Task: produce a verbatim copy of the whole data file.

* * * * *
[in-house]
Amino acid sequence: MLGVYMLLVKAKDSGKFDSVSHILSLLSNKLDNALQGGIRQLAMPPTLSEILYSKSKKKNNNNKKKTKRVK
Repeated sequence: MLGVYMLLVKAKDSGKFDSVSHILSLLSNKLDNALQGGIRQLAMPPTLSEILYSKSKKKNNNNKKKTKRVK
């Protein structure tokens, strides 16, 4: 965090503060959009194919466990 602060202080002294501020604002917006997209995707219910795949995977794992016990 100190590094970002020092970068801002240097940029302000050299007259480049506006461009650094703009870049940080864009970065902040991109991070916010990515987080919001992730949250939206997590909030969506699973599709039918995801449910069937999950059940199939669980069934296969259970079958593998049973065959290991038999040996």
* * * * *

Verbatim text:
[in-house]
Amino acid sequence: MLGVYMLLVKAKDSGKFDSVSHILSLLSNKLDNALQGGIRQLAMPPTLSEILYSKSKKKNNNNKKKTKRVK
Repeated sequence: MLGVYMLLVKAKDSGKFDSVSHILSLLSNKLDNALQGGIRQLAMPPTLSEILYSKSKKKNNNNKKKTKRVK
């Protein structure tokens, strides 16, 4: 965090503060959009194919466990 602060202080002294501020604002917006997209995707219910795949995977794992016990 100190590094970002020092970068801002240097940029302000050299007259480049506006461009650094703009870049940080864009970065902040991109991070916010990515987080919001992730949250939206997590909030969506699973599709039918995801449910069937999950059940199939669980069934296969259970079958593998049973065959290991038999040996």